Remember the difference between discrete and continuous data: discrete data has clear separation between the different possible values, while continuous data doesn't. We use bar graphs for displaying discrete data, and histograms for displaying continuous data. A bar graph has nothing to do with pubs, and a histogram is not someone you hire to show up at your friend's front door and sing to them about the French Revolution.
We'll do bar graphs first.
The colors of students' backpacks are recorded as follows:
red, green, red, blue, black, blue, blue, blue, red, blue, blue, black.
Draw a bar graph for this data.
The values observed were red, green, blue, and black. If we had bins marked "red,'' "green,'' "blue,'' and "black,'' we could sort the backpacks into the appropriate bins. After doing this, how many backpacks would be in each bin?
Looks like most of these kids are singin' the blues.
A bar graph is a visual way of displaying what the data looks like after it's been sorted. We start with axes. The graph kind, not the "I want to be a lumberjack" kind. The horizontal axis has the names of the bins (in this case, the colors), and the vertical axis is labelled "Quantity":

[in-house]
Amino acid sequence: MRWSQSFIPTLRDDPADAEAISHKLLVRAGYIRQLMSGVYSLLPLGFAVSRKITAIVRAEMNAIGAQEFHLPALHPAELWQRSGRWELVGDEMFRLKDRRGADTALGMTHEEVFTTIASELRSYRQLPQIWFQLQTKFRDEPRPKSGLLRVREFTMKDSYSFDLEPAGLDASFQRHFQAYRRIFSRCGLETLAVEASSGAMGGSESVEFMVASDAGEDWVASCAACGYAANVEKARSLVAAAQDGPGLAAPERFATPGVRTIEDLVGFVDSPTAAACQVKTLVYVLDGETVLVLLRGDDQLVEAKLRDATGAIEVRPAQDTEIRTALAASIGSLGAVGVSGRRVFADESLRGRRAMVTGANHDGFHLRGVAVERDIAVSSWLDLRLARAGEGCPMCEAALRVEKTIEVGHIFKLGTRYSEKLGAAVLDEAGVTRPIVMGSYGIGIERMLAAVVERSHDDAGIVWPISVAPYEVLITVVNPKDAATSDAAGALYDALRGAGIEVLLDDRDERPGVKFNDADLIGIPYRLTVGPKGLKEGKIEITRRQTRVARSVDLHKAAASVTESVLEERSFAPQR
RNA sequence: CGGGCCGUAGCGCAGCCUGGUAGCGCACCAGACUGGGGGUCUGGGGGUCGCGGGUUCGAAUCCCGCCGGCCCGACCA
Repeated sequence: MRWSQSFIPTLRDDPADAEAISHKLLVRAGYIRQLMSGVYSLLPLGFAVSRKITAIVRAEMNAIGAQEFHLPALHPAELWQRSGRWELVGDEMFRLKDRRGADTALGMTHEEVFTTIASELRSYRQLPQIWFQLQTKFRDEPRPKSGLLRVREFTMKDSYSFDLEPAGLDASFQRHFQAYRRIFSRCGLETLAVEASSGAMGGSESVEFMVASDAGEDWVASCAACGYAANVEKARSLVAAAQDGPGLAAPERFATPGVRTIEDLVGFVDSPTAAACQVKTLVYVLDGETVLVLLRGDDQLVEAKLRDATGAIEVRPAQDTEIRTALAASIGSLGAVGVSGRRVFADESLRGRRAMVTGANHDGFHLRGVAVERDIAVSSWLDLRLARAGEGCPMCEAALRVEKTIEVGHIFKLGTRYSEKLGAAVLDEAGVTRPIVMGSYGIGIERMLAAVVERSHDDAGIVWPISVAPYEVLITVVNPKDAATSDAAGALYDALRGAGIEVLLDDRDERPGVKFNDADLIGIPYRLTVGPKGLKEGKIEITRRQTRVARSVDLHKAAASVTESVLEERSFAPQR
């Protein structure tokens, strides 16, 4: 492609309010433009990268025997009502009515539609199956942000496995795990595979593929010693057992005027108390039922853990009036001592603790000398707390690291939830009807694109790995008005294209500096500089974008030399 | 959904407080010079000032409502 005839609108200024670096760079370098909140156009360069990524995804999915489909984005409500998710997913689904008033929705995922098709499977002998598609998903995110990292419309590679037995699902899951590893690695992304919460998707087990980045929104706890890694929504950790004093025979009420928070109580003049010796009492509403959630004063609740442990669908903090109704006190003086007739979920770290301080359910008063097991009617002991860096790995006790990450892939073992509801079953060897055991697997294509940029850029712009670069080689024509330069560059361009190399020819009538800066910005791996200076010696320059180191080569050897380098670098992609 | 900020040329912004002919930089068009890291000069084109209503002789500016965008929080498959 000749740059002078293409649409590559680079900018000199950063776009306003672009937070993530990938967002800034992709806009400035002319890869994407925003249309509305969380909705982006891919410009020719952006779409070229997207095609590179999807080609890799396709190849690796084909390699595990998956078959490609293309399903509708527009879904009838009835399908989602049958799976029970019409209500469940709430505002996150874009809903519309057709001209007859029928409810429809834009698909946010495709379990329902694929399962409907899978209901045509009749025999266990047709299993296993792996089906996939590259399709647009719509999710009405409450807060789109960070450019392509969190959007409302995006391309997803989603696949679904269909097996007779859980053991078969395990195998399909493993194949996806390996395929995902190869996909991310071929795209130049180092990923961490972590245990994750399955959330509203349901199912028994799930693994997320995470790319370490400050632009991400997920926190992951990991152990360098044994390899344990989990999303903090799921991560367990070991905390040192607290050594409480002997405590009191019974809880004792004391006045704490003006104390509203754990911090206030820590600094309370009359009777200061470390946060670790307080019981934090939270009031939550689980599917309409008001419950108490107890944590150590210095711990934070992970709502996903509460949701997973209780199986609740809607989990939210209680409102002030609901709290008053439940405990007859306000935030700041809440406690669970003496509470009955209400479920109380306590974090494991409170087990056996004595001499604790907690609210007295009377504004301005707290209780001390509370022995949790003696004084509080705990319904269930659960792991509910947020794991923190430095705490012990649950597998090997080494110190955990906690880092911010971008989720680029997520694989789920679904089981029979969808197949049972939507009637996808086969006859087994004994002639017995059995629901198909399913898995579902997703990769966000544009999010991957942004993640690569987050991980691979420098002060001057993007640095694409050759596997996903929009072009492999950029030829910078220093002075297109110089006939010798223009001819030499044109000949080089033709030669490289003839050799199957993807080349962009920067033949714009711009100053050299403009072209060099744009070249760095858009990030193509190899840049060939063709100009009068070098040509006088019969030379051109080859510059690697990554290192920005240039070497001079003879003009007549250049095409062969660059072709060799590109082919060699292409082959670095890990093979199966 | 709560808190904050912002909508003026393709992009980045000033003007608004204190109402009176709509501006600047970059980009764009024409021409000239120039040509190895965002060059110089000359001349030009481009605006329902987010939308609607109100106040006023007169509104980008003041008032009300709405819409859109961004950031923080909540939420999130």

Above each bin (color) we put a bar whose height is the number of things in that bin (backpacks of that color):
Since we're super fancy, we've also color the bars different colors.
The advantage of doing this is that you won't wear your black crayon down to its nub and be left with a box full of unused colors. Time to let "chartreuse" see the light of day. If you're not using crayons, please disregard.
The bar graph shows what things would look like if we stacked up the backpacks in their respective bins. You'll need to imagine the zippers and pockets though. We won't be drawing those in the graph.
Check this out for a silly—yet oddly entertaining—way to comprehend bar graphs.
A fruit basket contains four kiwis, eight apples, six bananas, and one dragonfruit.
Draw a bar graph for the kinds of fruit in the basket. If the dragonfruit gets angry, just feed it one of the kiwis. They love New Zealanders.